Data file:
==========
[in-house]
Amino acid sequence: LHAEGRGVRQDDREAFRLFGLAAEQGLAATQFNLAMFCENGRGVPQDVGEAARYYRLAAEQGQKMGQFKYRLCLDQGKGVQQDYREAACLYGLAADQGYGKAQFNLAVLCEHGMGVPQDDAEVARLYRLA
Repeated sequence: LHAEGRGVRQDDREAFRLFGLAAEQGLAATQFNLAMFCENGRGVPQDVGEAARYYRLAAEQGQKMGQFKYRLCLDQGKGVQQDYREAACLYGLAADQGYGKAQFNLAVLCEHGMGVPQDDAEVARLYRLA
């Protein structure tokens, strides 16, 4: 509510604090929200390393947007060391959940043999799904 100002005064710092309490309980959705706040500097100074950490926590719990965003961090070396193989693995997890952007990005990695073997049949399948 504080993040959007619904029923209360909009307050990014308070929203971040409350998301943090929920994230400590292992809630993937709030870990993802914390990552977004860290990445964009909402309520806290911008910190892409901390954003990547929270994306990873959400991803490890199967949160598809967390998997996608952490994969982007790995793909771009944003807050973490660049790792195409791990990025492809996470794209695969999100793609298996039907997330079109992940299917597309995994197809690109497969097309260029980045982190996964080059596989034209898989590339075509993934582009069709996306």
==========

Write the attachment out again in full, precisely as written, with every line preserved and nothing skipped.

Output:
[in-house]
Amino acid sequence: LHAEGRGVRQDDREAFRLFGLAAEQGLAATQFNLAMFCENGRGVPQDVGEAARYYRLAAEQGQKMGQFKYRLCLDQGKGVQQDYREAACLYGLAADQGYGKAQFNLAVLCEHGMGVPQDDAEVARLYRLA
Repeated sequence: LHAEGRGVRQDDREAFRLFGLAAEQGLAATQFNLAMFCENGRGVPQDVGEAARYYRLAAEQGQKMGQFKYRLCLDQGKGVQQDYREAACLYGLAADQGYGKAQFNLAVLCEHGMGVPQDDAEVARLYRLA
């Protein structure tokens, strides 16, 4: 509510604090929200390393947007060391959940043999799904 100002005064710092309490309980959705706040500097100074950490926590719990965003961090070396193989693995997890952007990005990695073997049949399948 504080993040959007619904029923209360909009307050990014308070929203971040409350998301943090929920994230400590292992809630993937709030870990993802914390990552977004860290990445964009909402309520806290911008910190892409901390954003990547929270994306990873959400991803490890199967949160598809967390998997996608952490994969982007790995793909771009944003807050973490660049790792195409791990990025492809996470794209695969999100793609298996039907997330079109992940299917597309995994197809690109497969097309260029980045982190996964080059596989034209898989590339075509993934582009069709996306």